Plus this was at the intersection of major thoroughfares.
Pliska’s first structures were made of wood.
First stone structure was the palace of Han Krum dating from the end of the 8th century and beginning of the 9th century.
In 811, Byzantine Emperor Nikifor razed the capital, Pliska imperial compound being rebuilt during the reign of Omurtag.
Bulgaria accepted Christianity in 864 under King Boris I.
Then Pliska’s pagan temples became Christian churches and they built new churches.
The most impressive of those was the Great Basilica, remains of which you can still see today.
In 889, King Boris established a monastery.
Its first prelate – king’s oldest son, Vladimir (Rasate) – attempted to re-introduce paganism, ending blinded and imprisoned in a dungeon.
In 893, when Simeon I assumed the throne moving the capital from Pliska to Preslav, Pliska lost its administrative and political importance becoming again an agricultural center.
In 1048-1049, a massive invasion particularly devastated the city.
Today visitors can still visit the protected site of Eastern Gate, once the main entrance to the castle.
About 1.5 km from the Gate is the Great Basilica.
Walk through Imperial Palace (Omurtag Palace) and visit the nearby so-called “Small Palace”.
Everywhere there are fragments of ornamental building blocks topped with cornices, along with baths aquaducts, and cisterns.
The museum located at the northeastern corner of the palace displays artifacts discovered in the region.
Visit the ancient Church of the Holy Archangels Michael And Gabriel or St Stephen’s Church to spend some peaceful time.
Visit Art Gallery Jivotnoto to get drenched in the beauty of art.
Go trekking all your way to Cape Emine or buy gifts from J-Craft Jewellery Shop.
Enjoy some booze at the unusually designed Eco Bar or the Original Bulgarian Wine Shop.
Other must see attractions also include Church of the Holy Survivor, Church of Christ Pantocrator and Nesebar Archaeological Museum.
Church of Holy Archangels Michael and GabrielA small medieval eastern orthodox church built in the late 13th century, the Church of Holy Archangels and Michael and Gabriel is the perfect way to witness Nesebar’s rich history.
Highlights include: signature red and white layered construction, medieval design, well-preserved paintings on the walls.
Take a walk inside the church to get close with the art, the history and the stories which all add an intrinsic charm to the place.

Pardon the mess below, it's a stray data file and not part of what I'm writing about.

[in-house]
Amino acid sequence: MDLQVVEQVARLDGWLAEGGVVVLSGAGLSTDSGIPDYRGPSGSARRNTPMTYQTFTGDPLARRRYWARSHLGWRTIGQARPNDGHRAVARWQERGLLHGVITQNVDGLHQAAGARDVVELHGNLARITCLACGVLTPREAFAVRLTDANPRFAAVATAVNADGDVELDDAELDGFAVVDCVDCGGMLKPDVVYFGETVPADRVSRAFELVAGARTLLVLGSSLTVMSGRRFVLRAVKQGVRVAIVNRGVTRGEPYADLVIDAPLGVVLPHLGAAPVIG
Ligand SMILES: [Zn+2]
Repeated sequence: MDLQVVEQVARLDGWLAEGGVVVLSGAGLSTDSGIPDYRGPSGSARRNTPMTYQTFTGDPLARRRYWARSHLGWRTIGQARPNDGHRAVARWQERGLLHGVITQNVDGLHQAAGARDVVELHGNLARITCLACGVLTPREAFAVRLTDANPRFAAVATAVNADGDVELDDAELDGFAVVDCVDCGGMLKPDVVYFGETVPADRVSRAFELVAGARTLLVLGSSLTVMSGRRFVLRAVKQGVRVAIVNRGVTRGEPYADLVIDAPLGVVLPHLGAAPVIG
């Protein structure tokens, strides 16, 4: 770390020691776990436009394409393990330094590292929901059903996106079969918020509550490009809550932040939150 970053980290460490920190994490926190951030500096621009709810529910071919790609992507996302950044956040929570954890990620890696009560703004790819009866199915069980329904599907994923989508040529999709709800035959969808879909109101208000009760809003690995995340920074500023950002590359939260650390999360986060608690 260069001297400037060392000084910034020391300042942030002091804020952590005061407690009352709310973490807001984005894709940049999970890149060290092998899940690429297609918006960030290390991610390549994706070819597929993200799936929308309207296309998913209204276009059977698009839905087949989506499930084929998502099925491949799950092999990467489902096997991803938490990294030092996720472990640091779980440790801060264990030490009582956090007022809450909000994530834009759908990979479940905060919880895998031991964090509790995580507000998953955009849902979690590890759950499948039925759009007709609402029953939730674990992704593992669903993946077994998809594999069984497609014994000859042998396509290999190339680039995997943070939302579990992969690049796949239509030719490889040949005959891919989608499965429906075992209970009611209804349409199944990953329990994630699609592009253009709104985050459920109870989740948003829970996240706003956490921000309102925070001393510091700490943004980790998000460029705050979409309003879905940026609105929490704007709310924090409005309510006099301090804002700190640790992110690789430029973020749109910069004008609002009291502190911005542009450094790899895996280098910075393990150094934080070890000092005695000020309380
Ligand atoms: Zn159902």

Eco BarA bar which looks like a cave from outside but opens into a beautiful bar that offers the perfect ambiance to unwind after a tough day of exploring the city.
Beautiful greenery, amazing menu, good drinks, great coffee, a waterfall and stalactites let you take a breath to take in the amazing sights that the city has to offer.
ECO bar is a must if you are looking for a ‘cave-man’ experience !
Nesebar Archaeological MuseumGet to know about the rich history of Nesebar - its civilizations, kingdoms, rulers and more by taking a stroll through Nesebar Archaeological Museum.
Displays translated into English make for a knowledgeable experience.
Highlights include: ancient pottery items, gold jewelry, virtual chariot ride.
The museum consists of artifacts from its Greek, Ottoman and Tharian civilizations.
St. Stephen’s ChurchA medieval Orthodox church, turned into a museum is not uncommon in Nesebar.
But St. Stephen’s Church only adds to the city’s sea of historic churches.
They cannot precisely date back the church even though they say its oldest part was built in the 11th century !
Take a walk along yet another of Nesebar’s fantastic church ruins with signature basilica-like architecture and observe the wall paintings.
Highlights include: 258 mural paintings.
Paintings realized by 3 artists, over different centuries, depict more than 1,000 figures.
Church of Christ PantocratorA non-consecrated church, the Church of Christ Pantocrator is perhaps the most beautiful one in the city.
Built between the 13th and 14th century, the church gets its name from the Greek name for ‘God’.
Highlights include: beautiful Byzantine architecture, non consecrated technique of building by bricks called ‘Opus Mixtum’, art gallery accommodated within the church.
Yet another of the city’s historic chapters, the church is a must when in the city.
Art Gallery Ji’votnotoIf you are looking for a place to buy some unique jewelry or simple gifts for loved ones back home, then head to the Ji’votnoto Art Gallery.
Highlights include: unique jeweler designs including semi-precious stones, art items including paintings and showpieces.
If you are not into buying art pieces, this place is great for window shopping !